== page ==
OpenStack is an open source implementation of Infrastructure as a Service (IaaS). This basically means that you have a few physical hardware servers, which can virtualize several virtual servers. There are a few main components: Compute, Network, Storage, and an Object Store.

What does ‘compute’ mean?

By compute I basically mean hardware virtualization/virtual machines.

When people hear virtual machine they usually think about things like virtual box, or VMWare Fusion. These are common consumer/desktop virtualization applications which behave similarly to how OpenStack works behind the scenes. When you create a virtual machine using one of these applications you are using a component called the Hypervisor.

A hypervisor is a piece of software that runs on a host (a host is a physical hardware server), and launches + monitors + maintains several guests (a guest (a.k.a instance) is a virtual machine that runs inside of the host).

A few of the most common hypervisors are Xen, KVM, and ESXi. Xen is used by most large public cloud providers such as Amazon EC2, Rackspace Cloud, HP Cloud, many others. KVM is used more in startups, devshops, and smaller companies as it is free and open source. ESXi is actually what is used when you use a VMWare-based virutalization application like VMWare Fusion.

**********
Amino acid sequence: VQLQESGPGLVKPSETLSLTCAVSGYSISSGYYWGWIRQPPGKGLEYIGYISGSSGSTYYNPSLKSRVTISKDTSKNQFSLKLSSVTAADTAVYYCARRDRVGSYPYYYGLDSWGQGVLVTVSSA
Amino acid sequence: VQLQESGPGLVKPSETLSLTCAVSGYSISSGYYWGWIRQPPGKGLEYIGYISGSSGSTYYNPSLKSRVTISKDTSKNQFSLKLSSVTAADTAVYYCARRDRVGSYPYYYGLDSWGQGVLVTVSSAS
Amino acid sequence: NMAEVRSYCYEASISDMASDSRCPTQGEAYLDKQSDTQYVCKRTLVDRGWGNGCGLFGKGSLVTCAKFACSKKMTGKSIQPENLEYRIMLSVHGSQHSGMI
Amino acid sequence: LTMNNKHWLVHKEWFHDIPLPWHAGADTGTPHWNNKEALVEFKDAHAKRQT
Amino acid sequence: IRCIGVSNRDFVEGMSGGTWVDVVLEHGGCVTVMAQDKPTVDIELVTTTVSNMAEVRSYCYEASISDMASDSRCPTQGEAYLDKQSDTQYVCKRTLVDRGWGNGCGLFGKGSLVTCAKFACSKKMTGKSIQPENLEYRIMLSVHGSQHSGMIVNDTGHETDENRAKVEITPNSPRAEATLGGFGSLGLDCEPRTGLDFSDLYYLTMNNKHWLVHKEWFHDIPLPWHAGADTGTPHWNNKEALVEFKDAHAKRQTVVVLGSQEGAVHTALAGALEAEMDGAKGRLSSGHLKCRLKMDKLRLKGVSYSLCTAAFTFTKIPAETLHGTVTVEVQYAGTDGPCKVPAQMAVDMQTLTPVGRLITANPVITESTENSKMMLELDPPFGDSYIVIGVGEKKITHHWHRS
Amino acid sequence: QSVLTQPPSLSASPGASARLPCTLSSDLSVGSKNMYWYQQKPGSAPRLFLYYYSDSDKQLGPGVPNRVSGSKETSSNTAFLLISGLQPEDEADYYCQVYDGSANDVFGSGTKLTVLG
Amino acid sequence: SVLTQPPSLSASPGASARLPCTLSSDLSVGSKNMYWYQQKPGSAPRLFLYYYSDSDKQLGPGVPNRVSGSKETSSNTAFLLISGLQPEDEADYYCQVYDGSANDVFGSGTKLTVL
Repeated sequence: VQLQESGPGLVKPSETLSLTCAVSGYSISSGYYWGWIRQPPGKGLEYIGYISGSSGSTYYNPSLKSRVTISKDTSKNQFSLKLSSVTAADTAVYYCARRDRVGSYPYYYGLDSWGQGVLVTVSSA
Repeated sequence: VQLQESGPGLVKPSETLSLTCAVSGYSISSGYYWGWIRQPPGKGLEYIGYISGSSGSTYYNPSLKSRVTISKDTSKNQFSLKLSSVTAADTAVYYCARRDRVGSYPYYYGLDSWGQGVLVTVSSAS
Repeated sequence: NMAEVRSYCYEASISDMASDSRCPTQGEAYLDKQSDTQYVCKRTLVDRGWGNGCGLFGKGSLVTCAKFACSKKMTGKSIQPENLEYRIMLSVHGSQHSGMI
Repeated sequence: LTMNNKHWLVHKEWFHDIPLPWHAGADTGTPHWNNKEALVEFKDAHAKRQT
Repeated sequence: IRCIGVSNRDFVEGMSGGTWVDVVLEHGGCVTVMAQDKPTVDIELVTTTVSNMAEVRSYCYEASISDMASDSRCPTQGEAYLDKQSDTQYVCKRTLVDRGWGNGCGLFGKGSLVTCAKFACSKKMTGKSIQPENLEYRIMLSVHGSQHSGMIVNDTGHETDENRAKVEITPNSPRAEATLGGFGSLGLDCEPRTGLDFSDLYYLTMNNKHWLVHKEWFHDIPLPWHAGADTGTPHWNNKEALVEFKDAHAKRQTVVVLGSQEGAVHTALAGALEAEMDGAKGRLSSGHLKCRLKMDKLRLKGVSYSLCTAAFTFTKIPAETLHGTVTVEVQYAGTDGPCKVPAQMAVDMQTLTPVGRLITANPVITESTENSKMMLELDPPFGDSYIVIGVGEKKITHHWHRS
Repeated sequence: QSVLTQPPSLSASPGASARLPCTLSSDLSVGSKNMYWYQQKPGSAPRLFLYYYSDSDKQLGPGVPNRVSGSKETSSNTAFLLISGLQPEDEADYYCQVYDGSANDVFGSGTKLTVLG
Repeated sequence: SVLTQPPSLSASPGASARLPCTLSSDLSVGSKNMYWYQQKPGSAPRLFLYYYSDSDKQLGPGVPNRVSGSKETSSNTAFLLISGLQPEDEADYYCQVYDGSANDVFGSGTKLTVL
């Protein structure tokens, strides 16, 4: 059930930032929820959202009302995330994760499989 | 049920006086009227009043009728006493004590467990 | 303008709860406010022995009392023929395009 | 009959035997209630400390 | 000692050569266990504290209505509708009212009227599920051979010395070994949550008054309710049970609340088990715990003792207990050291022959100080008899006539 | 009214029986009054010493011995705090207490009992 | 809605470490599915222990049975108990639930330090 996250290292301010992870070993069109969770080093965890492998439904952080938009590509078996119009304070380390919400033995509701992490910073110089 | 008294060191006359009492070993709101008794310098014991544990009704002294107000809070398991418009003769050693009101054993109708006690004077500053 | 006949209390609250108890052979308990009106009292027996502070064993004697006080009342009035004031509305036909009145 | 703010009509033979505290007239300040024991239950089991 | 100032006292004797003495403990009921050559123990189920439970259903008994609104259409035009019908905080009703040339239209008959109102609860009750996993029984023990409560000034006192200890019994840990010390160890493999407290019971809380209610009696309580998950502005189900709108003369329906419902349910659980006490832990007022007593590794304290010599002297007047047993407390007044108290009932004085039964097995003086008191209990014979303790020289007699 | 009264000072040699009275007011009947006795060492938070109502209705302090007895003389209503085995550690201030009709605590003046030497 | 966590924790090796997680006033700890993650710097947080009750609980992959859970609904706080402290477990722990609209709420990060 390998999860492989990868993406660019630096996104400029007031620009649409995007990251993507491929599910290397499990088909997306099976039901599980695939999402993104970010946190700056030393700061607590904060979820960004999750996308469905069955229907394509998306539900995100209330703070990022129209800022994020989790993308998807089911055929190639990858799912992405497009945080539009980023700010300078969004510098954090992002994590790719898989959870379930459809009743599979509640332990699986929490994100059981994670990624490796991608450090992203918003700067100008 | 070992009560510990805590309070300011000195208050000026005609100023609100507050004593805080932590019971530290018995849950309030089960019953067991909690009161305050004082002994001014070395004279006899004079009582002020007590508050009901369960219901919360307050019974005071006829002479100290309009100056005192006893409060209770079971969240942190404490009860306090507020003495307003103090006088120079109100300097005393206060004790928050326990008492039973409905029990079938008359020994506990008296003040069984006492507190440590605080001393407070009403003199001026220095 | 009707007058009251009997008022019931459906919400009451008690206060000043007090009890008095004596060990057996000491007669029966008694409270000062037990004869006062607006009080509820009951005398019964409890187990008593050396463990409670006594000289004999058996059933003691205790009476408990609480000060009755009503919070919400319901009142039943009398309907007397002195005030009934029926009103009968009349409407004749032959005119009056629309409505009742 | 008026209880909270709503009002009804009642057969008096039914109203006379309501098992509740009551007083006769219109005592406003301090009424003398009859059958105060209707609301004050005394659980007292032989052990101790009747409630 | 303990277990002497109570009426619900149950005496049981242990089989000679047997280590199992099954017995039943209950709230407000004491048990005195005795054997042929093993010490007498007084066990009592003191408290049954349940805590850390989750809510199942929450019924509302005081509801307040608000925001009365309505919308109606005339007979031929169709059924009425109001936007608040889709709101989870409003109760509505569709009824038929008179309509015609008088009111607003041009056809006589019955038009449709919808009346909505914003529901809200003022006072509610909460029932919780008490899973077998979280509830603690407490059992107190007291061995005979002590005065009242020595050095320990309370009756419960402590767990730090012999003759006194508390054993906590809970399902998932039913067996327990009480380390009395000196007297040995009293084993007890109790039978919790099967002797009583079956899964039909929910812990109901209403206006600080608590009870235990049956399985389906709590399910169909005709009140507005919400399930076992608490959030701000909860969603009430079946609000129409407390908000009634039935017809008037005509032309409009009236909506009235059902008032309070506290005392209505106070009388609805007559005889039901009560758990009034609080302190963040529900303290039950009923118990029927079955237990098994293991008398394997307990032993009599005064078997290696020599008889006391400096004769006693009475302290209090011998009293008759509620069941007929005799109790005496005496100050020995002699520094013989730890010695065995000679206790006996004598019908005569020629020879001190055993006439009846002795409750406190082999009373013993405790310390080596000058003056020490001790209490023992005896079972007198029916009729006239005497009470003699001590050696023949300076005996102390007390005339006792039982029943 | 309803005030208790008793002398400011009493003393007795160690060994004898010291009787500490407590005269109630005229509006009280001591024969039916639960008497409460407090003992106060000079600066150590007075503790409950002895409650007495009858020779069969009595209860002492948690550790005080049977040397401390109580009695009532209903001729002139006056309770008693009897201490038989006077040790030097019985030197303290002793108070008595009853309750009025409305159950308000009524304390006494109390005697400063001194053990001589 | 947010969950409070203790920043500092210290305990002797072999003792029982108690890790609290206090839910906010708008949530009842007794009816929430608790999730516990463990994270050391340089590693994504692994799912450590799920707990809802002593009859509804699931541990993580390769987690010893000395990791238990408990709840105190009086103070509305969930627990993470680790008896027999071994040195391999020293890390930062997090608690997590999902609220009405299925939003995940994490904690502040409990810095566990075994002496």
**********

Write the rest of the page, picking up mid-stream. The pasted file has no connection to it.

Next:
What does ‘network’ mean?

By compute I mean software defined networking. In OpenStack this component is called Neutron, and it allows you to virtualize complex networking architecture on a simple flat network. This can be useful for when you are trying to replicate what a physical hardware network looks like in a real datacenter, in the cloud.

[insert example here – note: I suck at networking]

What does ‘storage’ mean?

By storage I mean block storage. Block storage is commonly used on instances which need to maintain portable data for long periods of time. For example if I launch an instance, make a bunch of changes, save the data to a block storage device, I should be able to unmount the block storage device from inside the instance, and attach it to any new instance in the future.

The interface, or how you use block storage, is basically identical to what it looks like to mount and write to a USB Flash Drive.

What is an ‘object store’?